JABULANI: Most of the band were always working from day one. It was never a full time thing. We would always have a 9 to 5 job to go to. That’s why it was so hard when you are having kids and they are growing up and the missus is grumbling that you are going away to play and you would come back with no money again. You only work for three days and the work money is short also so you have to play and nothing is compensating. We decided we had to do something. We would either be broke or unbroken. We had to stay down and feed the kids. So we had to put the band aside for a while and do the 9 to 5.

It was never a full time thing. We would always have a 9 to 5 job to go to

What kind of work have you been doing over the years?

JABULANI: We did all kinds of work. I used to do labouring, I used to sweep shop floors, spray drum cans, any kind of casual labour I would do.

KONDWANI: I used to do painting and decorating and doing caretaking jobs.

ERROL: I was a welder and then I did some things in the supermarkets.

JABULANI: General labour because we had no skill. Music is our skill and when we were supposed to be doing our apprenticeship we were thinking about music so we never bothered with that (laughs).

So the Makasound reissue renewed some interest. How did you then link with Mike Darby of Sugar Shack and Bristol Archive records?

JABULANI: While the Makasound was a France thing Bristol Archives was this guy Mike Darby from Bristol. He came to us about 5 years ago and said he’d like to do a Bristol compilation archive of the 80s. We gave a couple of tunes to put out on his compilation and through that he came back and said he wanted to do another one because it had sold. We did another one and then when the second one sold he said it was best to just do one on our own so we did another album just with Black Roots and not as the Archives. That sold well so we just decided to do a new album.

Was it a big decision to come back and do the On the Ground album?

JABULANI: The decision to make On the Ground was because we had a lot of things going on with the old stuff. Fans were buying them and things were going so we said “We’re still selling and people out there still want them so let’s give them a new album”.

ERROL: Something fresh.

JABULANI: Something new and we would see what happened. That was how decided we were going to sit down and write some material for the new album.

So you didn’t have any material lying around? It was all written for the new album? What kind of timeframe did the writing take to generate?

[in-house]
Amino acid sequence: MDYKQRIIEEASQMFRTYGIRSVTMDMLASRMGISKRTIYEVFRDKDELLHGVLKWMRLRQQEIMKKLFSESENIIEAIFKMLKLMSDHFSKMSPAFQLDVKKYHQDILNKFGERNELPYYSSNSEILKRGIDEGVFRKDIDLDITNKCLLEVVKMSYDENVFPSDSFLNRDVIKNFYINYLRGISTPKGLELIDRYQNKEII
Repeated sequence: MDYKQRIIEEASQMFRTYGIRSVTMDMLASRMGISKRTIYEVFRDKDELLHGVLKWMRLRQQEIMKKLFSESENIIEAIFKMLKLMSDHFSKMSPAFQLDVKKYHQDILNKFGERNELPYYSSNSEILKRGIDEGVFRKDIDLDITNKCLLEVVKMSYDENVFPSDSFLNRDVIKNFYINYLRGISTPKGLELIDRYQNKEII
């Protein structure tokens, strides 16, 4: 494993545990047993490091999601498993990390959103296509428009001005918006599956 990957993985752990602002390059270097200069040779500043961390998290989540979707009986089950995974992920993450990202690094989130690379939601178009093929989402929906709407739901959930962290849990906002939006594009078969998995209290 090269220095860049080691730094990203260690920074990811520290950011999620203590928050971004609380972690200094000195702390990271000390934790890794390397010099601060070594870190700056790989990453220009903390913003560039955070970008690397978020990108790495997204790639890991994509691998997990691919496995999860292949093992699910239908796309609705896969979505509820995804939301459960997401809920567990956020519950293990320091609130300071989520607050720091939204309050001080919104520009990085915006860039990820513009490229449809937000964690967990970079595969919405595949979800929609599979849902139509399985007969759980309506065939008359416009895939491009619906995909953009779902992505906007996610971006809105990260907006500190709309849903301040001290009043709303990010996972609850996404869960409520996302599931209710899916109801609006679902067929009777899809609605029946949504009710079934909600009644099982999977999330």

JABULANI: The writing of the album took about a year and half. From nothing to when it reached the chord structure and things. To record the album took a week. But the work to make it take a week took a year and a half! (laughs) We did mainly box thing and then we got a rehearsal room, rehearsed for a week and then went into the studio.

Was the lineup for On the Ground any different from the classic Black Roots lineup?

JABULANI: The original bass player [Derrick King] he passed away about four years back. And the original drummer Trevor [Seivwright] is out in Wales somewhere and he wasn’t interested to come back because he’s doing his own painting business now.

But you got in one of the UK’s top horn sections to come in as well for the album – Ray Carless on sax and Patrick Tenyue on trumpet.

JABULANI: It was just like on the All Day All Night album. We got a horn section to come in because we usually like to hire in a horn section. They are never a member of the band – just session workers.

It was recorded at J&J studio which is part owned by Jim Barr from Portishead. Lewis Beckett mixed it and you co-produced with Jeff Spencer. In terms of what went down in the studio how did it work?

JABULANI: The studio was Portishead’s studio and the engineer was Jim [Barr] who is the bass player. He was the one who got us our first gig in England at Alexandra Palace when we had just come back. It was the same day when Amy Winehouse died (23 July 2011). Then the other J is Jeff who is a really good musical engineer and technician. Whole heap of praises to the two J’s because they helped us a lot. They gave us a good opportunity to get some money to go and do the album. If we never did that Alexandra Palace show the album wouldn’t have started. Louis now is a brother that I know from long time. As an engineer he worked with Culture and many artists so we knew him and asked him to come in and help us mix the album.

You said earlier that Margaret Thatcher helped you a lot with your writing. One of the songs on One the Ground, Pompous Way was inspired by David Cameron and Nick Clegg at the time of the London Riots and the banking crisis.

JABULANI: Pompous Way came through the credit crunch. They blame everybody and anybody. When they had this march in London when they shot this guy in Tottenham?

Mark Duggan.

JABULANI: They had a march to protest against the police treatment. Cameron went into parliament and said the youth are gangsters and thugs. So we’re saying that’s all in the pompous way because it’s not really thugs – you are having a rebellion against something. If you are in authority then you arrest somebody. You don’t shoot somebody. It’s only gangsters who shoot people. Police are not supposed to shoot and ask questions after. Only gangsters behave like that. So that’s how the tune came – through that. That incident there and what he said in parliament was what inspired us to do that song.

Police are not supposed to shoot and ask questions after. Only gangsters behave like that

Tell me about the song Militancy where you say “Militancy is necessary, maliciousness no necessary”.

JABULANI: That’s the same vibes as well. Some part of militancy is necessary because the youth march to protest against the shooting. That is militancy and militancy is necessary. But the other part of it now is the riot. That is never necessary. You have the authority over a barrel because he is wrong because he shoots the guy unlawfully but then you go fight and riot and through that all incident is out of the window.

ERROL: It makes no sense.